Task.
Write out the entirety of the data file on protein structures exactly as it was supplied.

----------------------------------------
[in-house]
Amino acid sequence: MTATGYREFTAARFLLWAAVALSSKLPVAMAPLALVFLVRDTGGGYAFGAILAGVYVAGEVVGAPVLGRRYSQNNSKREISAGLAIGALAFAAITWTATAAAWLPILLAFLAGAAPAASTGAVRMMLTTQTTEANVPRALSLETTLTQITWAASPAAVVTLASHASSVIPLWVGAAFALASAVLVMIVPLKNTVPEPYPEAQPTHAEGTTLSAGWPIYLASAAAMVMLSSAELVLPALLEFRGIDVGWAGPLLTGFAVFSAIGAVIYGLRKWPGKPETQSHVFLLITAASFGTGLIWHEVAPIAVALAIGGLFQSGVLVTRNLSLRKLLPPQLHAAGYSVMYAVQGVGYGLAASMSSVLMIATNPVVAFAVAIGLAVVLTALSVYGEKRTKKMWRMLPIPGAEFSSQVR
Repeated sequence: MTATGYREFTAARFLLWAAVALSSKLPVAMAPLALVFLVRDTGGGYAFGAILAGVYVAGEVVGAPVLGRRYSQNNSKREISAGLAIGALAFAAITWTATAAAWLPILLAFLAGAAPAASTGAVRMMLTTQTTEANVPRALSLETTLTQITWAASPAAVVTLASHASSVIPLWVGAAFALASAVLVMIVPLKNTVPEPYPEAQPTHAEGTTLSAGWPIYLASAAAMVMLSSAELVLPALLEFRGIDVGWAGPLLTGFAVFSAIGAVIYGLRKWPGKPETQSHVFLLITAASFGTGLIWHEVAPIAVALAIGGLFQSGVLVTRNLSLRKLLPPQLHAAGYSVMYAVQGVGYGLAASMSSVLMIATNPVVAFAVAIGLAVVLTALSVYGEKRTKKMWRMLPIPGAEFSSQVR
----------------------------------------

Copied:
[in-house]
Amino acid sequence: MTATGYREFTAARFLLWAAVALSSKLPVAMAPLALVFLVRDTGGGYAFGAILAGVYVAGEVVGAPVLGRRYSQNNSKREISAGLAIGALAFAAITWTATAAAWLPILLAFLAGAAPAASTGAVRMMLTTQTTEANVPRALSLETTLTQITWAASPAAVVTLASHASSVIPLWVGAAFALASAVLVMIVPLKNTVPEPYPEAQPTHAEGTTLSAGWPIYLASAAAMVMLSSAELVLPALLEFRGIDVGWAGPLLTGFAVFSAIGAVIYGLRKWPGKPETQSHVFLLITAASFGTGLIWHEVAPIAVALAIGGLFQSGVLVTRNLSLRKLLPPQLHAAGYSVMYAVQGVGYGLAASMSSVLMIATNPVVAFAVAIGLAVVLTALSVYGEKRTKKMWRMLPIPGAEFSSQVR
Repeated sequence: MTATGYREFTAARFLLWAAVALSSKLPVAMAPLALVFLVRDTGGGYAFGAILAGVYVAGEVVGAPVLGRRYSQNNSKREISAGLAIGALAFAAITWTATAAAWLPILLAFLAGAAPAASTGAVRMMLTTQTTEANVPRALSLETTLTQITWAASPAAVVTLASHASSVIPLWVGAAFALASAVLVMIVPLKNTVPEPYPEAQPTHAEGTTLSAGWPIYLASAAAMVMLSSAELVLPALLEFRGIDVGWAGPLLTGFAVFSAIGAVIYGLRKWPGKPETQSHVFLLITAASFGTGLIWHEVAPIAVALAIGGLFQSGVLVTRNLSLRKLLPPQLHAAGYSVMYAVQGVGYGLAASMSSVLMIATNPVVAFAVAIGLAVVLTALSVYGEKRTKKMWRMLPIPGAEFSSQVR